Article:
After intensive work, the group concluded that induction heating was the best method. But the researchers were not satisfied with the induction generators then available. To start with, the generators were much too large to be of practical use in shipyards. They didn’t operate at the right frequencies. And they were also potentially dangerous. The decision was made to conduct further research — and to develop solutions suited to the specific demands of deck straightening.
The legend is born
This research had three far-reaching results: induction heating equipment designed for straightening decks, the world’s first transistorised (aircooled) induction generators, the formation in 1981 of ELVA. With a tiny workforce, but unlimited faith in the potential of induction heating, ELVA launched its very first product, the now legendary Terac thermal-straightening system. It should be noted that the original members of the research group who went on to found ELVA are still with the company, which has grown and evolved into EFD Induction.
Also still with the company is the Terac. The latest version, the Terac 25, has been developed to meet the needs of today’s commercial and technical conditions. Chief among the former is a ruthless drive to cut costs. Among the latter is the widespread use of light and thin metal sheets for ships’ hulls. These sheets are stronger than their thicker predecessors, but they are still susceptible to one of the great challenges of metal shipbuilding — weld induced distortion.
The problem is that welding the plates together induces buckles and distortions that are unsightly, can prevent correct fit, and even weaken the entire assembly. Traditionally, open gas flames have been used to straighten the distortions. But it is a slow, expensive process that requires skilled operators working in uncomfortable, often dangerous environments. It also delays the entry of other trades into the production process.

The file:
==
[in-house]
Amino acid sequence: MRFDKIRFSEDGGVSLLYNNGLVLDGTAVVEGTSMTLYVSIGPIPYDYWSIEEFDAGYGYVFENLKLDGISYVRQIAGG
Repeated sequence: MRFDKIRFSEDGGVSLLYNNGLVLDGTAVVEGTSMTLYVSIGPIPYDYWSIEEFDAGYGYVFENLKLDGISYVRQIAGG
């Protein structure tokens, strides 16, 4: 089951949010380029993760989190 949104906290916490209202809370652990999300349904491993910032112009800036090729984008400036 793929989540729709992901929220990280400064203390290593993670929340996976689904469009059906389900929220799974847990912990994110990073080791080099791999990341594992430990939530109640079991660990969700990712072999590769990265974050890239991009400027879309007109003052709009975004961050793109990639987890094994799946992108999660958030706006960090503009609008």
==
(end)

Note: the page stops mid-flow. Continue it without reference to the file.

Faster, safer, easier
With traditional straightening (or ‘fairing’), an operator heats the metal plate with a gas flame. As the area cools the heated side contracts more than the un-heated, causing a bend downwards or away from the heat source. Skilled operators exploit this effect to flatten bulges in steel deck plates, and to create the flowing curves seen on modern vessels.
The trend towards lighter, thinner plates has however compounded the problem of weld-induced distortion. Flame fairing is less effective on thin sheets. In fact, it can lead to even more distortion if not done correctly. Induction heating on the other hand achieves superior results in less time. In fact, in a soon-to-be published paper, one of the largest producers of naval vessels reveals the results of a recent trial carried out on thin plate decks and bulkheads. The results show a time saving of 75 per cent in the heating process alone! More savings will be realised when the cost of sacrificial materials and rework time to remove the scars caused by the traditional process is taken into account. Moreover, samples sent to an independent laboratory showed an improvement in the metallurgical properties of the steel after heating with induction compared to flame. But the benefits don’t end there. Induction
heating is more user-friendly than gas. Then there are the health and safety benefits. Induction heating is clean, with none of the dust, fumes or radiated heat common with flame straightening. Also, the lack of any open flames greatly reduces the risk of fire, and lets other trades continue working in the vicinity of the Terac operator.
One key feature that makes the Terac ideal for fairing thin, high-strength plates is its automatic overheating protection. This is a crucial benefit, as the thin plates can become brittle if overheated. And of course, the accurate, repeatable — and most importantly, the controllable — heat delivered by the Terac brings previously impossible levels of process control and quality assurance to deck fairing.